Let’s talk about the pig in the room – Discussion piece

08 October 2015

The dynamic protein battle ground is about to see another shift in the domestic market and not in the direction industry is expecting.

The combination of high Australian beef production, a weakening Australian dollar and strong international demand has caused Australian beef exports to continuously reach record highs over the past two years.

However, back in the domestic market, per capita beef consumption is gradually falling as retail prices slowly creep higher, while overall protein consumption remains flat.

For several years chicken has been replacing beef on menus and retail shelves, however Australian chicken consumption has now plateaued.

The product that’s registered the greatest growth in domestic consumption is pork – and most of that has been from imported processed product, like ham and bacon, over fresh pork.

However, beef should be considered the number one protein of choice on the Australian consumer’s plate. Not only is it packed with protein, iron and zinc but nearly 100% of the beef consumed in Australia is produced in Australia.

Pork on the rise

Australian pork production has been slowly increasing for several years, with volumes for the year-to-July up 3.4% year-on-year at 371,000 tonnes cwt (ABS). Interestingly, very little product is exported and for the 12 months to July 2015, only 36,783 tonnes swt were shipped – compared to the 1.3 million tonnes swt of Australian beef over the same period.

Boosting pork consumption is imports. Over the past 12 months imports have accelerated, with 165,580 tonnes swt received, up 17.6% from the same time last year.

The pork industry has some significant production advantages over beef, including the ability for an average 2.25 litters per year (at an average size of nine piglets per litter).

Furthermore, on the back of near record US corn production, global feed grain prices are set to remain low for the coming 12 months. With plenty of affordable grain available, domestic pork production is unlikely to waver anytime soon.

On the import front, while no fresh pork product is able to enter the country, the weaker Australian dollar against the US will likely see reduced imports from that market, yet will be offset by greater imports from the EU.

In short, the weaker Australian dollar won’t necessarily mean reduced imports - just a shift in where they’re coming from, while at the same time, Australian pork production isn’t likely to slow.

What does this mean?

Australians are still large beef consumers on a global scale. According to OECD-FAO consumption statistics for 2015, Australia ranks fifth behind Brazil, Argentina, Uruguay and the US, but still sits above countries with similar eating habits, like Canada, the UK and NZ.

The recent lift in retail beef prices doesn’t look to be lowering again anytime soon and considering chicken consumption appears to have plateaued, pork is more than likely going to fill the retail cabinet’s space and become an appealing alternative to beef.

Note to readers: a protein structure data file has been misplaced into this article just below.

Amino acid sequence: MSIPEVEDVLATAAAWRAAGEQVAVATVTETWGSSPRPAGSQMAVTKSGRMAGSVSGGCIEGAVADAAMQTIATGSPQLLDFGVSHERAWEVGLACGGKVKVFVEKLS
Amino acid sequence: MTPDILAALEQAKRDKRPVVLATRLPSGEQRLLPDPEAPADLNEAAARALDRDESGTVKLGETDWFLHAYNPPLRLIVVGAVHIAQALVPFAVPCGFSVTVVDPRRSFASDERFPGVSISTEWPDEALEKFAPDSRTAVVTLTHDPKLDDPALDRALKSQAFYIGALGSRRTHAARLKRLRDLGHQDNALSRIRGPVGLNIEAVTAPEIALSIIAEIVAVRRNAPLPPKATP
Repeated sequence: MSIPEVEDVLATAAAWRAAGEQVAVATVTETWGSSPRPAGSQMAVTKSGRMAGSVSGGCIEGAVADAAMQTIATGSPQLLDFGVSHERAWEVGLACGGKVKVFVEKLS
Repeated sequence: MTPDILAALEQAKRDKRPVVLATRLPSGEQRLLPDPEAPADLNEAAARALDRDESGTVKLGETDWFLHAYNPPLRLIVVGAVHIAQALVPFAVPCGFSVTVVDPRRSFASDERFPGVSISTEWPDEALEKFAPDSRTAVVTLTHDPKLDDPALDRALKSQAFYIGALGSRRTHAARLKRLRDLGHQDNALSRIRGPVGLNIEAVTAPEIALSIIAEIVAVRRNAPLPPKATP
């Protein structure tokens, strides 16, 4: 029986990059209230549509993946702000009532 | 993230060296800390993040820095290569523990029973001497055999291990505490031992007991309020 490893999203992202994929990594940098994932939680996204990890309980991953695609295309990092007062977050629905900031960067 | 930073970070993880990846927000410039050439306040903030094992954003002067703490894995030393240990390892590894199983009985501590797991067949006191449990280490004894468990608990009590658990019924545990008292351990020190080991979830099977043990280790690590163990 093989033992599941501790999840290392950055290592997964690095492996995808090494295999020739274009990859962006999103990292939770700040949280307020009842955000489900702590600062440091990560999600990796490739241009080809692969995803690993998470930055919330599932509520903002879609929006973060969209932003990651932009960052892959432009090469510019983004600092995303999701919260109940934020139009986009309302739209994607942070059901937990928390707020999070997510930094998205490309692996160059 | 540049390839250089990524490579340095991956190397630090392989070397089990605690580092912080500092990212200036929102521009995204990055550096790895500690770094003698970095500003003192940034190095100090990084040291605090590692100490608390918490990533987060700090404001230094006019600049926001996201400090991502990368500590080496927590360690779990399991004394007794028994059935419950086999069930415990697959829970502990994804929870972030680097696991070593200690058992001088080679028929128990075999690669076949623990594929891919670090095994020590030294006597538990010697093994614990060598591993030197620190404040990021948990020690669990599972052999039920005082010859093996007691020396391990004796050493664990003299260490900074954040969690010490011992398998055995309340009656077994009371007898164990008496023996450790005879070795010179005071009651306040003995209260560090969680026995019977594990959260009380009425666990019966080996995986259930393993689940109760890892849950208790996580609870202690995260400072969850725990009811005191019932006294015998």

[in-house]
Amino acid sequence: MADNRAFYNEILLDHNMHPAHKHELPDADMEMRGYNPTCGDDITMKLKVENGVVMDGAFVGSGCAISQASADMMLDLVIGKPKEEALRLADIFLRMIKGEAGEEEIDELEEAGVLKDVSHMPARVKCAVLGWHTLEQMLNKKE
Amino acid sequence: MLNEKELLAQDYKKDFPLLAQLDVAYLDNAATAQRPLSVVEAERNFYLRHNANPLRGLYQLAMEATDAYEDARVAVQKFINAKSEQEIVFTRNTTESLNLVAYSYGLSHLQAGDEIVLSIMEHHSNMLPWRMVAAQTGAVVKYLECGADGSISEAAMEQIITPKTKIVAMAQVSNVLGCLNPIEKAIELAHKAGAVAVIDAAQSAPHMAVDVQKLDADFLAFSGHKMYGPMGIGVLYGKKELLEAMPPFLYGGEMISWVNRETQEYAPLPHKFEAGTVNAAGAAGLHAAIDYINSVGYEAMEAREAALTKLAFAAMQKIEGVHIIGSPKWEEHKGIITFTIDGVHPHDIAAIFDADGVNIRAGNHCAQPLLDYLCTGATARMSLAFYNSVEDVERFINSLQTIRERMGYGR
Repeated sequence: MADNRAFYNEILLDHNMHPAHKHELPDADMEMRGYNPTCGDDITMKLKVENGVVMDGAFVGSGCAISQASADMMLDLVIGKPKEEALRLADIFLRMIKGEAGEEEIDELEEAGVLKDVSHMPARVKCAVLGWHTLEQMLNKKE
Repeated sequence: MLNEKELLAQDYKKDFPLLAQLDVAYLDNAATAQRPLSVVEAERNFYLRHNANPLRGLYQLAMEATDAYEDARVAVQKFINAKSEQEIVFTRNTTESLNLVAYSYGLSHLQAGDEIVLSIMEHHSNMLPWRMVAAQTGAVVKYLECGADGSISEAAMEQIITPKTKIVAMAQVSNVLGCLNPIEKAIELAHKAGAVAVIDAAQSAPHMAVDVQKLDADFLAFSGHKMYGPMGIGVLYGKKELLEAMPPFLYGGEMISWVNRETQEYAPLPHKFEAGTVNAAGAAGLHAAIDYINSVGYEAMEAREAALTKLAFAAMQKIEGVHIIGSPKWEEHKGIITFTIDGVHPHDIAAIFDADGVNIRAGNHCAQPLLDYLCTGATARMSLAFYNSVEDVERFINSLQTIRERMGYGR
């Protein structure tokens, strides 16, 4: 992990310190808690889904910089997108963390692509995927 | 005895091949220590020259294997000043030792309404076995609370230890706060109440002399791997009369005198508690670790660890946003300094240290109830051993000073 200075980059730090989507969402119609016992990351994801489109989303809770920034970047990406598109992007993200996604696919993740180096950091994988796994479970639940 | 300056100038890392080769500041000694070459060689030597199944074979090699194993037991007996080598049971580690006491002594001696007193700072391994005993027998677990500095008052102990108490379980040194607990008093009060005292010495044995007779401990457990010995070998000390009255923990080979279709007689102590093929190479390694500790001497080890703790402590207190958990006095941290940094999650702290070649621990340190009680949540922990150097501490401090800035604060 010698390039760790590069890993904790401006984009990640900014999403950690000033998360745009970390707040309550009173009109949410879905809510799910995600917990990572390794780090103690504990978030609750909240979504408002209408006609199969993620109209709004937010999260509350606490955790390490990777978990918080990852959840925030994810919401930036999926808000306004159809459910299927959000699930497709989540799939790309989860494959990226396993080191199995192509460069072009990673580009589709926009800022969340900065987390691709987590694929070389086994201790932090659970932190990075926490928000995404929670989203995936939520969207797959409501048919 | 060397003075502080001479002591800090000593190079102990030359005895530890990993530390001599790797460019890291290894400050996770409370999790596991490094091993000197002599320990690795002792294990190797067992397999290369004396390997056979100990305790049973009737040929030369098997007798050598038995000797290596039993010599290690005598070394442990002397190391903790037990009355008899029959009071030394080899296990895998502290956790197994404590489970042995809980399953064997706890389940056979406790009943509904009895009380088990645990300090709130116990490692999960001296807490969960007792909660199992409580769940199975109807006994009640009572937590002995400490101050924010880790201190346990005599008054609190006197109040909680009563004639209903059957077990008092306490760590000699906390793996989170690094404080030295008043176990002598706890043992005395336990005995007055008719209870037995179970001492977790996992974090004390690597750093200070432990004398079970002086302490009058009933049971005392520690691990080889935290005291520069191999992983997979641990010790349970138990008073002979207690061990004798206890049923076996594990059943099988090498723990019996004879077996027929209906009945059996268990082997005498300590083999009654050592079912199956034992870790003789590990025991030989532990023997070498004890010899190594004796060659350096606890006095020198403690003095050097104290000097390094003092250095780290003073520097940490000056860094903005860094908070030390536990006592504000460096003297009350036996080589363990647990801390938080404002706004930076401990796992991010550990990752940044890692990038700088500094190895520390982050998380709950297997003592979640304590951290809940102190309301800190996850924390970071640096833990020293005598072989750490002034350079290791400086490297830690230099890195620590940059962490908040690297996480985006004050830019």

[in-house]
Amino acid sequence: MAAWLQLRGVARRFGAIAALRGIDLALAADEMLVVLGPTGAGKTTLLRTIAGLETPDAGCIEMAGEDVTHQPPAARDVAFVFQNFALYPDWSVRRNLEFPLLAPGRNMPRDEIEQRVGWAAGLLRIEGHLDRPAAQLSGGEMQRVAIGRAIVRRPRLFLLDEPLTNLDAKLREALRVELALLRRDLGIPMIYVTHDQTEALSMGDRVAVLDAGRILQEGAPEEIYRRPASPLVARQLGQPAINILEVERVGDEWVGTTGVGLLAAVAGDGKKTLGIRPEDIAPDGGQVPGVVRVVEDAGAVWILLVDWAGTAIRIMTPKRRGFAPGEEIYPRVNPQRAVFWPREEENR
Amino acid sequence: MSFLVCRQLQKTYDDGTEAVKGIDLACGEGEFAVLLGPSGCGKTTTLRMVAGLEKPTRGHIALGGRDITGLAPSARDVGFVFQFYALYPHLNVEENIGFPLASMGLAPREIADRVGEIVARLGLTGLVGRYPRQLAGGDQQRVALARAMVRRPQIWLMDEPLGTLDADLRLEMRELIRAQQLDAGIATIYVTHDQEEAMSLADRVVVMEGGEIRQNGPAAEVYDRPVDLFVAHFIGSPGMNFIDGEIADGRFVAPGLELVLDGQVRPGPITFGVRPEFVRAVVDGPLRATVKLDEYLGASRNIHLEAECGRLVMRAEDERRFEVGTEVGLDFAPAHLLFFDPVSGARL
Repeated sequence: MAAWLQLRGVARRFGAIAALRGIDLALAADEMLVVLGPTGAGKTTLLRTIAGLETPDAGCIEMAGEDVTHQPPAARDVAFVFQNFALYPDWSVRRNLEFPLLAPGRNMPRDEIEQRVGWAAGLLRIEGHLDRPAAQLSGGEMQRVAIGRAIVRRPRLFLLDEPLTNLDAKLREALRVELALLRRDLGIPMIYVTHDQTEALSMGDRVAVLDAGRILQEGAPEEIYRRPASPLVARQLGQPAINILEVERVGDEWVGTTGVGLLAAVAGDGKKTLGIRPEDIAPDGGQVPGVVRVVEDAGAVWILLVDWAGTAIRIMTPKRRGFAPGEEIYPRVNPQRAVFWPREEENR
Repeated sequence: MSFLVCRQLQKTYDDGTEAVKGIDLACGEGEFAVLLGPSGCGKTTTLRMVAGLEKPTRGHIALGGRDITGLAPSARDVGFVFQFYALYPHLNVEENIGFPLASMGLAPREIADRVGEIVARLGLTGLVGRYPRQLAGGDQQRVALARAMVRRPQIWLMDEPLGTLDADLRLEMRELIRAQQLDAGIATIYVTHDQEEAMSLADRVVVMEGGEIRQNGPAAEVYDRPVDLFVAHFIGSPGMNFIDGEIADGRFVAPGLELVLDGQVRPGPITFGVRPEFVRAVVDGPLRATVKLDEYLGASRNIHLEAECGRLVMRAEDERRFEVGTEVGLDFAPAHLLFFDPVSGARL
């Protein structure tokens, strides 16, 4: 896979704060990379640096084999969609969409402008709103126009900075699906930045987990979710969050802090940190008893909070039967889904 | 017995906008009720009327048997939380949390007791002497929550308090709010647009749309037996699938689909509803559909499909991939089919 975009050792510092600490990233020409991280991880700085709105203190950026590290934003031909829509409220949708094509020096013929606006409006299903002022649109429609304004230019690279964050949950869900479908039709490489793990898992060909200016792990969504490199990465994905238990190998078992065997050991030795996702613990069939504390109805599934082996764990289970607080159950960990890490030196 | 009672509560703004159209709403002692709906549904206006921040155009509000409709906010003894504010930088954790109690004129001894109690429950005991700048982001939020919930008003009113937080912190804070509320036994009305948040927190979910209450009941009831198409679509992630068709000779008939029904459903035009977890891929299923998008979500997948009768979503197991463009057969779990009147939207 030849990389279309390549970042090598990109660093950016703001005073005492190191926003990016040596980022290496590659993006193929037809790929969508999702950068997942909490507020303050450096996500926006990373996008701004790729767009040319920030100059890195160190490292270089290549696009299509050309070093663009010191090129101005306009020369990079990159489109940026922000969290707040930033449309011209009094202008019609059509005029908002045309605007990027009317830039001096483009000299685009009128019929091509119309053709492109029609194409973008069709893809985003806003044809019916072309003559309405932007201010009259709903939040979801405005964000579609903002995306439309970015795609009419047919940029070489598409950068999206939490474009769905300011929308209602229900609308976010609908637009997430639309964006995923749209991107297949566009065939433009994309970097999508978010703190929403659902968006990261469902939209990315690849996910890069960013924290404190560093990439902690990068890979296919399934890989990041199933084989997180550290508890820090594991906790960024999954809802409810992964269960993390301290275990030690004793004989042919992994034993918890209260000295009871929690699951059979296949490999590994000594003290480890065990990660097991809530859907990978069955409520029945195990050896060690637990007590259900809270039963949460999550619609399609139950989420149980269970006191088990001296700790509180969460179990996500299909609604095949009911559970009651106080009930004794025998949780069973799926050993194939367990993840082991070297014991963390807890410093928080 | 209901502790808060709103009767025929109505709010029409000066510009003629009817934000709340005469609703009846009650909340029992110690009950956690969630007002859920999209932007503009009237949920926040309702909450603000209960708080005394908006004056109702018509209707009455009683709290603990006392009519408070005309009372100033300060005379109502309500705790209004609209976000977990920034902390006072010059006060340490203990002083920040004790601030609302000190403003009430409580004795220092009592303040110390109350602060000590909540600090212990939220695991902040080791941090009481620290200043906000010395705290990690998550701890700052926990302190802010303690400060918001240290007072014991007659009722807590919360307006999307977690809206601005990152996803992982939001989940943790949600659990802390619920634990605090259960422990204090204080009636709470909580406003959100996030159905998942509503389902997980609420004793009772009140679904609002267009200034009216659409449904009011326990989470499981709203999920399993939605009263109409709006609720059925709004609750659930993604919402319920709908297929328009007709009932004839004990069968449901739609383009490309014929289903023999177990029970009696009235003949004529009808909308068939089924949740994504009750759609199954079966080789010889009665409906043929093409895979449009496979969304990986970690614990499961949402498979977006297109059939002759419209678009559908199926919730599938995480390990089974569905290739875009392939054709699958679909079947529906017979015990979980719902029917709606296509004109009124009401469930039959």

However, the domestic market remains incredibly important, as the single largest market in volume and value terms for Australian beef, accounting for 26% of veal and beef production in 2014, at 717,000 tonnes cwt, valued at $5.9 billion. Approximately 62% of beef is used at the retail level and the remaining 38% in foodservice.

Nevertheless, in a situation where Australian beef production is about to decline significantly, it’s critical for the community to understand the nutritional advantages of Australian beef.

Maintaining the message

Australia is known for its quality produce, high food safety profile, traceability and sustainable beef attributes which is why our beef is so popular and remains in high demand around the world.

The demand for Australian red meat will always exist. Domestic consumption in 2015 is expected to average 28.8kg of beef per capita (down from 30.7kg in 2014). Offsetting domestic beef consumption trends is the unprecedented international demand in recent years.

MLA’s domestic marketing campaigns maintain the strong consumer preference for beef and lamb in order to sustain a willingness to pay a premium over alternative proteins.

The tactical approach behind the “You’re better on Beef” campaign is underpinned by consumer insights, choice and a focus on highlighting the nutritional value of beef -  reinforcing beef’s superior nutrition composition, with 13 essential nutrients including protein, iron and zinc as an essential part of healthy balanced Australian family meals.

While beef’s nutritional makeup will remain the key focus of targeted consumer marketing campaigns for the foreseeable future, it is worth also recognising there is the opportunity to reinforce our Australian provenance.

Ben Thomas – Manager, Market Information

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